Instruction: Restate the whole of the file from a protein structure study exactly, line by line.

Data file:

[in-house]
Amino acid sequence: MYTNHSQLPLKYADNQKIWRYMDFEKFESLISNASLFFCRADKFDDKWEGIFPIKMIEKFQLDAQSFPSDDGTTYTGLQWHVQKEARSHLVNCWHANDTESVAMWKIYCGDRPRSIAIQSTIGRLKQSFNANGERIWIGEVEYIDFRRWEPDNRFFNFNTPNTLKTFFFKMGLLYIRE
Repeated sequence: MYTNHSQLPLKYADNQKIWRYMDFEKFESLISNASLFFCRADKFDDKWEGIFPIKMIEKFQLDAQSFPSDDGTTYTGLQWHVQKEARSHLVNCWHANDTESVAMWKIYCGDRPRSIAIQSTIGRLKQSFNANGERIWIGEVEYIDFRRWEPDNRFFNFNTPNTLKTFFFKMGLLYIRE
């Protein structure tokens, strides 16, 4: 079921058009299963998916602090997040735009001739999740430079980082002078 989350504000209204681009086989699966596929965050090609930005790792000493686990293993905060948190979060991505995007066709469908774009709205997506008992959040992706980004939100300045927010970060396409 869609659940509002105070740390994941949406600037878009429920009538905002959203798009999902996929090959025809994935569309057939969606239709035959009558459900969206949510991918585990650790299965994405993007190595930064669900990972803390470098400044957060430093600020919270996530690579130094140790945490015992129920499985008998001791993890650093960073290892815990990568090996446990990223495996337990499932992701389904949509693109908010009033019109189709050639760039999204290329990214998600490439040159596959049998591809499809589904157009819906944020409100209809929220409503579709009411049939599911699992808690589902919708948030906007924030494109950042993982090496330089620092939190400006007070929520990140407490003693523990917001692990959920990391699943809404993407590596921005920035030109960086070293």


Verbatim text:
[in-house]
Amino acid sequence: MYTNHSQLPLKYADNQKIWRYMDFEKFESLISNASLFFCRADKFDDKWEGIFPIKMIEKFQLDAQSFPSDDGTTYTGLQWHVQKEARSHLVNCWHANDTESVAMWKIYCGDRPRSIAIQSTIGRLKQSFNANGERIWIGEVEYIDFRRWEPDNRFFNFNTPNTLKTFFFKMGLLYIRE
Repeated sequence: MYTNHSQLPLKYADNQKIWRYMDFEKFESLISNASLFFCRADKFDDKWEGIFPIKMIEKFQLDAQSFPSDDGTTYTGLQWHVQKEARSHLVNCWHANDTESVAMWKIYCGDRPRSIAIQSTIGRLKQSFNANGERIWIGEVEYIDFRRWEPDNRFFNFNTPNTLKTFFFKMGLLYIRE
């Protein structure tokens, strides 16, 4: 079921058009299963998916602090997040735009001739999740430079980082002078 989350504000209204681009086989699966596929965050090609930005790792000493686990293993905060948190979060991505995007066709469908774009709205997506008992959040992706980004939100300045927010970060396409 869609659940509002105070740390994941949406600037878009429920009538905002959203798009999902996929090959025809994935569309057939969606239709035959009558459900969206949510991918585990650790299965994405993007190595930064669900990972803390470098400044957060430093600020919270996530690579130094140790945490015992129920499985008998001791993890650093960073290892815990990568090996446990990223495996337990499932992701389904949509693109908010009033019109189709050639760039999204290329990214998600490439040159596959049998591809499809589904157009819906944020409100209809929220409503579709009411049939599911699992808690589902919708948030906007924030494109950042993982090496330089620092939190400006007070929520990140407490003693523990917001692990959920990391699943809404993407590596921005920035030109960086070293």